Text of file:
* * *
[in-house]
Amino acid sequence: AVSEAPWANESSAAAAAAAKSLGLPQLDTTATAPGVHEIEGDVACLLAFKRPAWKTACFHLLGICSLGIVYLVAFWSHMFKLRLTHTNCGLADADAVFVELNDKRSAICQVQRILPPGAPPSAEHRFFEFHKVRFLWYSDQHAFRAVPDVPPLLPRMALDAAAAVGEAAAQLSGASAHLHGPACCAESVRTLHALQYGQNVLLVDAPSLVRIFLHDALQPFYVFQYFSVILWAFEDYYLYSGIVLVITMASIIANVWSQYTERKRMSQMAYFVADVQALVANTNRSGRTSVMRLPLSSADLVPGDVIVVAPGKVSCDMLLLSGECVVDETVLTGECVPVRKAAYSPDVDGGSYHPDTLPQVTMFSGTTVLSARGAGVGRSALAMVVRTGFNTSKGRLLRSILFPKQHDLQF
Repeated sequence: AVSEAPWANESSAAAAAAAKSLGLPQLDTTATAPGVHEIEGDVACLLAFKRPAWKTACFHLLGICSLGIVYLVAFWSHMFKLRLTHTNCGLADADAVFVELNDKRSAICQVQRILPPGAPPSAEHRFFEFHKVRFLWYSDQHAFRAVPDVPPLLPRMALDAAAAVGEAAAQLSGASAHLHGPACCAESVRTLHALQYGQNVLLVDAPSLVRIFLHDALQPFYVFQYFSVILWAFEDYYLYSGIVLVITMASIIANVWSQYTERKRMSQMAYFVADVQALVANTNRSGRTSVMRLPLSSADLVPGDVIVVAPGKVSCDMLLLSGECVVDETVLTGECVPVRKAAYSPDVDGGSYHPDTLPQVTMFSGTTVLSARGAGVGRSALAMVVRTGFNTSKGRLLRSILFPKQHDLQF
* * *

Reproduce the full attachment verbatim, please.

[in-house]
Amino acid sequence: AVSEAPWANESSAAAAAAAKSLGLPQLDTTATAPGVHEIEGDVACLLAFKRPAWKTACFHLLGICSLGIVYLVAFWSHMFKLRLTHTNCGLADADAVFVELNDKRSAICQVQRILPPGAPPSAEHRFFEFHKVRFLWYSDQHAFRAVPDVPPLLPRMALDAAAAVGEAAAQLSGASAHLHGPACCAESVRTLHALQYGQNVLLVDAPSLVRIFLHDALQPFYVFQYFSVILWAFEDYYLYSGIVLVITMASIIANVWSQYTERKRMSQMAYFVADVQALVANTNRSGRTSVMRLPLSSADLVPGDVIVVAPGKVSCDMLLLSGECVVDETVLTGECVPVRKAAYSPDVDGGSYHPDTLPQVTMFSGTTVLSARGAGVGRSALAMVVRTGFNTSKGRLLRSILFPKQHDLQF
Repeated sequence: AVSEAPWANESSAAAAAAAKSLGLPQLDTTATAPGVHEIEGDVACLLAFKRPAWKTACFHLLGICSLGIVYLVAFWSHMFKLRLTHTNCGLADADAVFVELNDKRSAICQVQRILPPGAPPSAEHRFFEFHKVRFLWYSDQHAFRAVPDVPPLLPRMALDAAAAVGEAAAQLSGASAHLHGPACCAESVRTLHALQYGQNVLLVDAPSLVRIFLHDALQPFYVFQYFSVILWAFEDYYLYSGIVLVITMASIIANVWSQYTERKRMSQMAYFVADVQALVANTNRSGRTSVMRLPLSSADLVPGDVIVVAPGKVSCDMLLLSGECVVDETVLTGECVPVRKAAYSPDVDGGSYHPDTLPQVTMFSGTTVLSARGAGVGRSALAMVVRTGFNTSKGRLLRSILFPKQHDLQF